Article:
Four years after the chancellor of the exchequer pledged in his first speech to London bankers to arm the Bank of England with powers to prevent financial crises, surging house prices are putting pressure on officials to use them. The governor can scarcely avoid mentioning the topic himself in his own debut at the annual Mansion House event tonight, less than a week before he leads a BOE panel that will debate the need for action.
Osborne, 43, will also speak at the showpiece occasion held in the Egyptian hall of the 18th century Palladian residence of the Lord Mayor of London, opposite the central bank. With the housing market becoming a battleground in an election less than year away, the dilemma for Britain’s economic policy makers is how to prevent a bubble from forming without angering voters by creating barriers to homeownership.
“So far everything the bank’s been doing has been easing, and that’s been popular,” said Simon Wells, a former BOE economist who now works at HSBC Holdings Plc. “The big test for Carney is if he has the mettle to do something unpopular, whether that’s macroprudential policy or rate rises.”
The BOE kept its key interest rate at a record-low 0.5 percent this month. That, along with rising demand and a shortage of supply, drove homes values to a six-year high in May, according mortgage lender Halifax. The Royal Institution of Chartered Surveyors said today its house-price index rose to 57 in May from 55 in April, close to the highest since 2002.
The three-century-old BOE is facing pressure to act, with the Organization for Economic Cooperation and Development calling on it to consider further measures on property. U.K. Business Secretary Vince Cable said today the central bank must “stop this boom getting out of control,” and that a “stable” level of mortgage lending is about 3 to 3 1/2 times income.
“The Bank of England should not hesitate to use these powers, and any others we make available, should they see serious risks emerging in the housing market,” Osborne told lawmakers today.
Carney, 49, who replaced Mervyn King just under a year ago, has said the BOE is monitoring housing and will take action if needed. Policy maker Ben Broadbent told lawmakers yesterday that property is a “potential risk” to the economy, though rampant credit growth is a greater concern than price gains.
“We are not primarily in the business of identifying and ending bubbles,” he said. “What I worry about is if the recovery in the housing market encourages an increase in mortgages, and in particular high loan-to-value, loan-to-income, risky mortgages. That is what matters.”
The BOE’s Financial Policy Committee holds its next meeting on June 17. While its focus may be lending, the government has cited the lack of housebuilding as the source of potential market stress. Osborne said June 6 that building homes is the “only long-term answer.”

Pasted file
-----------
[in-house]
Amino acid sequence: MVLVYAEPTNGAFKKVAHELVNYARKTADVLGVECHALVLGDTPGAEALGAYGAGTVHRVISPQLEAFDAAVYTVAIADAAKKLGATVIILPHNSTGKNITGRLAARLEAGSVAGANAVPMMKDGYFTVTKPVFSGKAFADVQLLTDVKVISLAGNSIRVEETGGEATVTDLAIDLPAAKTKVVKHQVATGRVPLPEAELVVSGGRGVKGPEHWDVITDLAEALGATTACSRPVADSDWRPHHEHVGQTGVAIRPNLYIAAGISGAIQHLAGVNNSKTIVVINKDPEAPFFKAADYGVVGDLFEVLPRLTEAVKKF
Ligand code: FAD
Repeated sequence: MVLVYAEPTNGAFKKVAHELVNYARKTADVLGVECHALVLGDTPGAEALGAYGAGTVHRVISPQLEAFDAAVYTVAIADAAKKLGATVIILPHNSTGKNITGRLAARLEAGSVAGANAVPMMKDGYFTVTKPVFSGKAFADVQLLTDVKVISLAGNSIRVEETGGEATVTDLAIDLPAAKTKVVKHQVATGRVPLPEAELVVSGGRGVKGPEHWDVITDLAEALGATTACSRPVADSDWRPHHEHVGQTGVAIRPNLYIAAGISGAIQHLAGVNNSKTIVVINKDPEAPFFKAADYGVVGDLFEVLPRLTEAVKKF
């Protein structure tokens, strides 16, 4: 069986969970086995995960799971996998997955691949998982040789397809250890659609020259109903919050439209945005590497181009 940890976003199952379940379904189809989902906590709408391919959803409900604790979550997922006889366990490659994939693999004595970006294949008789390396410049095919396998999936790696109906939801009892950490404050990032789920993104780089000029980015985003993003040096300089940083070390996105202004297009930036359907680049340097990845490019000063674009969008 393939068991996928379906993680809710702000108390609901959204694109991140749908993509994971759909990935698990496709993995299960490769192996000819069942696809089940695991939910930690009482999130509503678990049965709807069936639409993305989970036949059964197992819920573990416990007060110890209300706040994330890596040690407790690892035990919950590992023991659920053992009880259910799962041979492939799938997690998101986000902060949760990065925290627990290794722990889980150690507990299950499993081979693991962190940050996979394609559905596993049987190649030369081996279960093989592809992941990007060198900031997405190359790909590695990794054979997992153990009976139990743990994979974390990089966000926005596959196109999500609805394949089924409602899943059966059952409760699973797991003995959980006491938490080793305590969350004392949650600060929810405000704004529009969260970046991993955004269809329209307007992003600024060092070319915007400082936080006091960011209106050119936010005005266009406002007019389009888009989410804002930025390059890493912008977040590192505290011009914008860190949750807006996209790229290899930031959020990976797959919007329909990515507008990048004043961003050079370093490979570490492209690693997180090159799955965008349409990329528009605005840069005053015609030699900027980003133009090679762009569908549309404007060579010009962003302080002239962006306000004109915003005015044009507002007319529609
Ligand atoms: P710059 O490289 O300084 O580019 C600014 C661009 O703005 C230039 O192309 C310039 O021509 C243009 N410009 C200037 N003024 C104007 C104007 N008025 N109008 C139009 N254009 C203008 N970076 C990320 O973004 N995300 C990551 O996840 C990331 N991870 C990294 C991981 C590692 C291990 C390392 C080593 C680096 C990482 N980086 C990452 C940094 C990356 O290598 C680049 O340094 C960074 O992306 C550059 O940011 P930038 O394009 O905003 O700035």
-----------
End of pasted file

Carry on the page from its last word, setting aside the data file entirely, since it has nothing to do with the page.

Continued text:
One upside from the pickup in house prices has been its impact on confidence and the recovery. The U.K. economy grew 0.8 percent in the first quarter and is on track to be the fastest-growing among the Group of Seven this year.
The gains haven’t translated into a boost for the ruling Conservative Party. The Tories are trailing the opposition Labour Party 31 percent to 37 percent, according to a YouGov Plc poll. The Liberal Democrats, the junior member of the coalition led by Prime Minister David Cameron, are on 7 percent.
The next general election is slated for May 2015. In European Parliament elections last month, the Conservatives came third in a national poll for the first time ever.
Osborne has helped to fuel demand for property with his Help-to-Buy program, aimed at homebuyers with small down payments. While he’s asked the FPC to monitor the policy, the panel also has other weapons at its disposal. These include recommending tougher capital ratios on mortgage lending or capping the the size of loans relative to a borrower’s income.
Part of the dilemma is how to properly gauge if Britain’s property market is overheating considering the disparity across regions. Annual price growth in London was 17 percent in March compared with 8 percent for the whole country.
“The big challenge going forward is how to tighten policy without derailing the recovery,” said Rob Wood, an economist at Berenberg Bank in London and a former central bank official. “These new macroprudential policy tools are new and untested.”
The BOE has already taken some steps, curtailing support for mortgage lending through its Funding for Lending program, while regulators have toughened rules as part of a so-called Mortgage Market Review. Home-loan approvals dropped to a nine-month low in April.
Some banks aren’t waiting for the FPC. Royal Bank of Scotland Group Plc and Lloyds Banking Group Plc have both imposed restrictions on lending, capping mortgages at four times salary, indicating they may be bracing for action from officials along those lines.
The share of loans that amount to more than four times a single income or three times joint income rose to 45 percent of all regulated loans, the most since 2007, according to a Matthew Pointon, an economist at Capital Economics Ltd. in London. A BOE survey in April showed banks more willing to lend at loan-to-value ratios above 90 percent.
“While the introduction of the MMR regulations appears to have caused a dip in the level of mortgage lending since January, it has as yet done nothing to bring down LTI ratios,” he said. “These figures do not give the FPC much of a reason to delay taking action to cool the housing market.”
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